NASA on Tuesday issued a cryptic press announcement about Europa, an ice-encrusted moon of Jupiter that likely hides twice as much warm, liquid, and potentially habitable water as Earth.
The US space agency teased the discovery of some "surprising activity" out there, 390 million miles from Earth, citing the help of images from the Hubble Space Telescope.
Everyone will be filled in on the details via a live audio stream on Monday, Sept. 26, at 2 p.m. EDT, according to the release:
Astronomers will present results from a unique Europa observing campaign that resulted in surprising evidence of activity that may be related to the presence of a subsurface ocean on Europa.
Surprising evidence ... a subsurface ocean ... one of humanity's sharpest eyes in space ... could this be the discovery of extraterrestrial life?
We wouldn't count on it. In fact, NASA quickly squashed alien speculations on Twitter:
— NASA (@NASA) September 21, 2016
If history and how science works are any indication, what we'll like see on Monday are more Hubble images that look like this:
No, computerized blue aliens are not floating above the south pole of Europa.
Back in 2012, Hubble used a special (yet very low-resolution) instrument called a spectrograph to sniff out normally invisible plumes of water vapor, shown as blue pixels above the moon.
The plumes it found likely rocketed more than 20 times the height of Mount Everest above Europa.
NASA announced that discovery in December 2013, ruling out a meteorite impact as the cause, since that could have sprayed water everywhere as it vaporized the moon's icy crust.
Researchers instead determined something huge was going on beneath Europa's surface (our emphasis added):
"By far the simplest explanation for this water vapor is that it erupted from plumes on the surface of Europa," said lead author Lorenz Roth of Southwest Research Institute in San Antonio. "If those plumes are connected with the subsurface water ocean we are confident exists under Europa's crust, then this means that future investigations can directly investigate the chemical makeup of Europa's potentially habitable environment without drilling through layers of ice. And that is tremendously exciting."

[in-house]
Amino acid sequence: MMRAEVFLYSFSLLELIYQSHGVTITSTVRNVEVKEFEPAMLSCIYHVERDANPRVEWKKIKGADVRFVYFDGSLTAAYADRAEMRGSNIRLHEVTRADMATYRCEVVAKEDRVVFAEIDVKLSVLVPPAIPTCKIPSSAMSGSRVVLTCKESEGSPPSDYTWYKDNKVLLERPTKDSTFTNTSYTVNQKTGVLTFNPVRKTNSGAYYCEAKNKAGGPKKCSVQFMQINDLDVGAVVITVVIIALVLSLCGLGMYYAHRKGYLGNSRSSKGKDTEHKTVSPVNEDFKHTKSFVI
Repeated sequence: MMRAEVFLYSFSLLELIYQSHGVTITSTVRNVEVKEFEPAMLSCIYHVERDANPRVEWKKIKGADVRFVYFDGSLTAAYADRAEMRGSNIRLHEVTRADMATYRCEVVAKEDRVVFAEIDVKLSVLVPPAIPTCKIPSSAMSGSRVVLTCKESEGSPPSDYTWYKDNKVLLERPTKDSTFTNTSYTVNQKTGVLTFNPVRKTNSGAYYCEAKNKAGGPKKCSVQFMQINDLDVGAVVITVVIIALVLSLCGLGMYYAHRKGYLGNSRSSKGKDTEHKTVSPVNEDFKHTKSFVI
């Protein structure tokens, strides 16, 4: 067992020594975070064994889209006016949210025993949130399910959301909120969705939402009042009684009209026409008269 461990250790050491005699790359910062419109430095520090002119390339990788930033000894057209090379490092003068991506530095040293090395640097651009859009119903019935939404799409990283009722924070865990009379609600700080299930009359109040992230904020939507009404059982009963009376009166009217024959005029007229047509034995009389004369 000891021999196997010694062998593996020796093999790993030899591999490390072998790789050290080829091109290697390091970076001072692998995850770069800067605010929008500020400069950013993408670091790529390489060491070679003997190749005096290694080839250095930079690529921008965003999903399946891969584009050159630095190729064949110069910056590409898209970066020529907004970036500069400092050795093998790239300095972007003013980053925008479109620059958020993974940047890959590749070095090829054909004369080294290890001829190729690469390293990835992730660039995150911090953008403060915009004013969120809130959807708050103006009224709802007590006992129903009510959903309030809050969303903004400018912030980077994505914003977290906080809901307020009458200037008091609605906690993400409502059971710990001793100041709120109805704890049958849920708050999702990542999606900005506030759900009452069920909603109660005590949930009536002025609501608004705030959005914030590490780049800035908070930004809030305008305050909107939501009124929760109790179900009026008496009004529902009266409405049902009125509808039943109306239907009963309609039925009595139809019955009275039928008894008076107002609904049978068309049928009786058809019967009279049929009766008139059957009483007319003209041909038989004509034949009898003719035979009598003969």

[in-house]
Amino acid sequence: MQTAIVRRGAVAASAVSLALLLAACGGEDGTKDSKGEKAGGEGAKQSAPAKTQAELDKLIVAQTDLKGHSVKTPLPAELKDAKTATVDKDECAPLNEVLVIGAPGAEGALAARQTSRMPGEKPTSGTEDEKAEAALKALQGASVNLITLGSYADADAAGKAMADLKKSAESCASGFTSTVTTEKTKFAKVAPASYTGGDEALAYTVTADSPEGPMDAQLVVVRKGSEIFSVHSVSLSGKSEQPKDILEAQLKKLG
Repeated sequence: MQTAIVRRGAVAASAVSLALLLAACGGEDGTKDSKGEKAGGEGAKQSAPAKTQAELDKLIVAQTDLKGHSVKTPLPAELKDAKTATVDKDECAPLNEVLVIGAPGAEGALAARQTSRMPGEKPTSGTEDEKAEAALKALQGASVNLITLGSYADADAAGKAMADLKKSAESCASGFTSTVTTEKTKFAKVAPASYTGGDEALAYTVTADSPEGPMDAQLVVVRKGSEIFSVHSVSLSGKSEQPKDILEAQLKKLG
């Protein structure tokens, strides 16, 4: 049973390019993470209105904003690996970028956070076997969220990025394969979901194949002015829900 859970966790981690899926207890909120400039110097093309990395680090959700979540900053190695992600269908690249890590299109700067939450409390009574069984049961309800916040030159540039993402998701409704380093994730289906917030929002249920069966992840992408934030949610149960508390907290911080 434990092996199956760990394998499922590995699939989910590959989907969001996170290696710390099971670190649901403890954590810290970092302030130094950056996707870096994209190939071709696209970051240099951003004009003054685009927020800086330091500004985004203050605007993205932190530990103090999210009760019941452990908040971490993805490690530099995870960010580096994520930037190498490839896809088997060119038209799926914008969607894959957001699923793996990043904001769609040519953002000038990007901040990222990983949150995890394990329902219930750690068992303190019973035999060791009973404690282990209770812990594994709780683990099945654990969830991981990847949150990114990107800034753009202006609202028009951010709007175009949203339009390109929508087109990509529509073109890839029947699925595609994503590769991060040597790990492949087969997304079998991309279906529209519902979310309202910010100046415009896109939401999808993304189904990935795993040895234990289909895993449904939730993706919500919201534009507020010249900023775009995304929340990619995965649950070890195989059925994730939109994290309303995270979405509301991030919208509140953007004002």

It's surface is likely roiling with giant ice slabs that are cracking, breaking up, sinking, and melting:
And allowing ocean water hidden deep below to spray out into the vacuum of space around Jupiter:
We contacted several Europa experts for their best guesses on what NASA's announcement might reveal.
Bill McKinnon, a planetary scientist at Washington University in St. Louis, wrote in an email to Business Insider that the discovery "has to be related" to the plumes, since the Hubble telescope "can't see shifting [ice] plates, or really any geology" on Europa from orbit around Earth.
"A plume confirmation would be a great thing," McKinnon added, "[b]ut I have no insider knowledge."
Beyond spotting a second plume, it stands to reason that we could move beyond "water is shooting out of Europa again" and learn something about what is hitching a ride inside those plumes.
Put another way, chemicals besides water could travel from deep within Europa's global ocean, through the icy crust, and out into space where Hubble can analyze them.
If the telescope saw something truly surprising — perhaps chemistry required for life, which we detailed earlier this year — researchers may push NASA to fast-track its Europa Clipper fly-by mission, and ultimately an ambitious scheme to sink a nuclear-powered robot below the ice to seek out signs of life:
The detection of life-friendly chemicals in Europa's plumes could be a long shot, though, since Hubble's aging instruments were never designed to do such a thing — it's incredibly impressive they could verify oxygen and hydrogen (the atoms in water) around Europa at all in 2012.
So we may need to wait until Monday to learn exactly what researchers have found.
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